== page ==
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Today's Stichomancy for Matt Damon

The first excerpt represents the past or something you must release, and is drawn from Through the Looking-Glass by Lewis Carroll:

So, to punish it, she held it up to the Looking-glass, that it might see how sulky it was--`and if you're not good directly,' she added, `I'll put you through into Looking-glass House. How would you like THAT?'

`Now, if you'll only attend, Kitty, and not talk so much, I'll tell you all my ideas about Looking-glass House. First, there's the room you can see through the glass--that's just the same as our drawing room, only the things go the other way. I can see all of it when I get upon a chair--all but the bit behind the fireplace. Oh! I do so wish I could see THAT bit! I want so much to know whether they've a fire in the winter: you never CAN


Through the Looking-Glass
The second excerpt represents the present or the deciding factor of the moment, and is drawn from The Boys' Life of Abraham Lincoln by Helen Nicolay:

his father's knee, and sometimes even on his shoulder, while the most weighty conferences were going on. Sometimes, escaping from the domestic authorities, he would take refuge in that sanctuary for the whole evening, dropping to sleep at last on the floor, when the President would pick him up, and carry him tenderly to bed."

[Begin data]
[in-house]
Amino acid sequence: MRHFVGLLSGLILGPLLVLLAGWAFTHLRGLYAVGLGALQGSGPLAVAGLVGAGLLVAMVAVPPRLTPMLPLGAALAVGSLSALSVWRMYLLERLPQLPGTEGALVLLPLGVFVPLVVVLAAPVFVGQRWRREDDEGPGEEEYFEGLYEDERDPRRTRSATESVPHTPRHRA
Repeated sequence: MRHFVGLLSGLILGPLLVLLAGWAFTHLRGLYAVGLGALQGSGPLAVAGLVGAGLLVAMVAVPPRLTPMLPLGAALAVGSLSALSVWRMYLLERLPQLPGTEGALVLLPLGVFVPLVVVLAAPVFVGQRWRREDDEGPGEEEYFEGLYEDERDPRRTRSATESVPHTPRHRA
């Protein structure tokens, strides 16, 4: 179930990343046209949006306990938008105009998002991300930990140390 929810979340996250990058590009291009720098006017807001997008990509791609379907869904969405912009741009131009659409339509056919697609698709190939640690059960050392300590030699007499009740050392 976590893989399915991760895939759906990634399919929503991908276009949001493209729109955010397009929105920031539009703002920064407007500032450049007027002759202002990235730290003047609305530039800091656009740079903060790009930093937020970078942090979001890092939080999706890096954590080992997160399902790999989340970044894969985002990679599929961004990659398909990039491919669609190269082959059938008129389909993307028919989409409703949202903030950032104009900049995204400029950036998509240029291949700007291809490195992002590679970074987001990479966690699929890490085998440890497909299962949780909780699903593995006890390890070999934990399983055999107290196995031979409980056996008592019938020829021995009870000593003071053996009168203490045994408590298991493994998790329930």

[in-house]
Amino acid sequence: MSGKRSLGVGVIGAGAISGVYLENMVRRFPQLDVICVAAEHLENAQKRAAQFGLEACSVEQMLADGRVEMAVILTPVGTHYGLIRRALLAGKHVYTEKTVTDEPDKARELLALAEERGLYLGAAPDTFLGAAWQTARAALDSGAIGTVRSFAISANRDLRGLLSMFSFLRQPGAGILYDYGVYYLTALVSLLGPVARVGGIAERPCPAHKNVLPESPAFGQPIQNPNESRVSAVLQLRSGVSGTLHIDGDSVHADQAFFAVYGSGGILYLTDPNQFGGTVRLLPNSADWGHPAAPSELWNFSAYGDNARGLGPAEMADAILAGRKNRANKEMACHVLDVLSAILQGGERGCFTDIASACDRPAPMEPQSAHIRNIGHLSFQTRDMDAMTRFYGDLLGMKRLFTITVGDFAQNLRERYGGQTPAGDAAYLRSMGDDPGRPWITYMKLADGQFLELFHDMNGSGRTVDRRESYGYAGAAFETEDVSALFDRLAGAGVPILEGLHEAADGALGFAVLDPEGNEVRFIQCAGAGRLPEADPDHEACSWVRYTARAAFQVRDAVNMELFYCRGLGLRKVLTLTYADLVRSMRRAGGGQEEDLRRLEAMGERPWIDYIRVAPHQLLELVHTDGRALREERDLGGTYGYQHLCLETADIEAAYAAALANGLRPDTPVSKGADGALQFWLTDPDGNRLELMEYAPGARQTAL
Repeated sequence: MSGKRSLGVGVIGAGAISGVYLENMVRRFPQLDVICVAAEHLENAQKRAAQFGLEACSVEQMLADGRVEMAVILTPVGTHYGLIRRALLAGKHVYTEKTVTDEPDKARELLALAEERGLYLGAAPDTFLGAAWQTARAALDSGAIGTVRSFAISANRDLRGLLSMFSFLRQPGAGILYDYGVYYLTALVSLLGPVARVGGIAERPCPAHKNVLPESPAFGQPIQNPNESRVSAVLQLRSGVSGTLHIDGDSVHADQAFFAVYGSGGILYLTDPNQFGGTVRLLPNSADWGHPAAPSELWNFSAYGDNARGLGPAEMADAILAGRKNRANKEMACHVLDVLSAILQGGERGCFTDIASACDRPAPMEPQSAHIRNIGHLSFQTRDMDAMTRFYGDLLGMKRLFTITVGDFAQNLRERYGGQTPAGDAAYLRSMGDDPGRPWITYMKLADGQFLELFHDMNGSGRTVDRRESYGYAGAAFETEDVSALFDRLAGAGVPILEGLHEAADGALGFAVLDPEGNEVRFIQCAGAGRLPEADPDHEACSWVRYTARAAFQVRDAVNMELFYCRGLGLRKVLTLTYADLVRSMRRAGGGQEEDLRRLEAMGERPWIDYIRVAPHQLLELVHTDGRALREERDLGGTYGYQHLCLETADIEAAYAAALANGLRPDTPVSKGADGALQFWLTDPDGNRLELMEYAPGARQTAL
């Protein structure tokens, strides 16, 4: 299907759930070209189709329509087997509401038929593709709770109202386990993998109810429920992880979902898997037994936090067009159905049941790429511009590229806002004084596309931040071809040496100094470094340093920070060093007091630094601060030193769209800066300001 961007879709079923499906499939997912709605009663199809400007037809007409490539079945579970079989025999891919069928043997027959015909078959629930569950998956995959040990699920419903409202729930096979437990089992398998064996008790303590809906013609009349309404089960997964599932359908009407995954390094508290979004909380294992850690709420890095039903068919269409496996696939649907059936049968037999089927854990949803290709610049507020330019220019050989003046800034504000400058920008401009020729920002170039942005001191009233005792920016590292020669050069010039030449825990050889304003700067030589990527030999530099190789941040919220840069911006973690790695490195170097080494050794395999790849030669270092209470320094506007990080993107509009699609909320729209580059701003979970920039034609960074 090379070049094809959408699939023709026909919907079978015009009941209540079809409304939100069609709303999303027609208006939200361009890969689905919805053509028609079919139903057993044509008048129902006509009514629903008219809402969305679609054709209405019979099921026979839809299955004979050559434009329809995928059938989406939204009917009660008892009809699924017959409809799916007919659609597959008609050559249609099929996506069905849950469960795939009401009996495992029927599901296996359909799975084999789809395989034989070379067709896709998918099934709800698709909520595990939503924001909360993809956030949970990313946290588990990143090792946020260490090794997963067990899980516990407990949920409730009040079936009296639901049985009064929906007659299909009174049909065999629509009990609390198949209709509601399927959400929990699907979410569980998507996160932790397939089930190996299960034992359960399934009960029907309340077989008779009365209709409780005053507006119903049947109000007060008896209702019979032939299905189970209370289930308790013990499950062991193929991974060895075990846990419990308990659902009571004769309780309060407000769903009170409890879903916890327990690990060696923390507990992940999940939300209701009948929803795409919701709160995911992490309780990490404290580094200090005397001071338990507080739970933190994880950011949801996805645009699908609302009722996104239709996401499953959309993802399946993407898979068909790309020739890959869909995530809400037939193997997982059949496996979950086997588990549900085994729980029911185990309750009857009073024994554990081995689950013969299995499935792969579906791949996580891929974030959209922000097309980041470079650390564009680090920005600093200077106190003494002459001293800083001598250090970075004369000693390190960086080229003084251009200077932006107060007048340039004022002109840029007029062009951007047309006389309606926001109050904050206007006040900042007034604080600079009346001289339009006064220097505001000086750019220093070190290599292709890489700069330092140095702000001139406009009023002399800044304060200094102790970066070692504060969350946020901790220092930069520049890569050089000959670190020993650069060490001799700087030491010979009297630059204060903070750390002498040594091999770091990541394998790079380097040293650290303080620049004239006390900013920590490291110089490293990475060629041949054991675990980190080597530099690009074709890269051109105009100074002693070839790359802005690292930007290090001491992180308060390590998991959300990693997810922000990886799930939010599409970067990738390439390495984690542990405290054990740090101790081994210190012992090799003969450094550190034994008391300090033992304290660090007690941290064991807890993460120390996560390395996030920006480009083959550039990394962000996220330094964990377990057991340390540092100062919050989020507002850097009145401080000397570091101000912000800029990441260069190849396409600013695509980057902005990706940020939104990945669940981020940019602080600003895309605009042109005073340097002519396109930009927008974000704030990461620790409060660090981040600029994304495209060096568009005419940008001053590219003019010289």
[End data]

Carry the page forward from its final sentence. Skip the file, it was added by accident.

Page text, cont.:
The letters and even the telegrams Mr. Lincoln sent his wife had always a message for or about Tad. One of them shows that his pets, like their young master, were allowed great liberty. It was written when the family was living at the Soldiers' Home, and Mrs. Lincoln and Tad had gone away for a visit. "Tell dear Tad,"

The third excerpt represents the future or something you must embrace, and is drawn from The Two Noble Kinsmen by William Shakespeare:

Where are our friends, and kindreds? never more Must we behold those comforts, never see The hardy youthes strive for the Games of honour (Hung with the painted favours of their Ladies, Like tall Ships under saile) then start among'st 'em And as an Eastwind leave 'en all behinde us, Like lazy Clowdes, whilst Palamon and Arcite, Even in the wagging of a wanton leg Out-stript the peoples praises, won the Garlands, Ere they have time to wish 'em ours. O never Shall we two exercise, like Twyns of honour,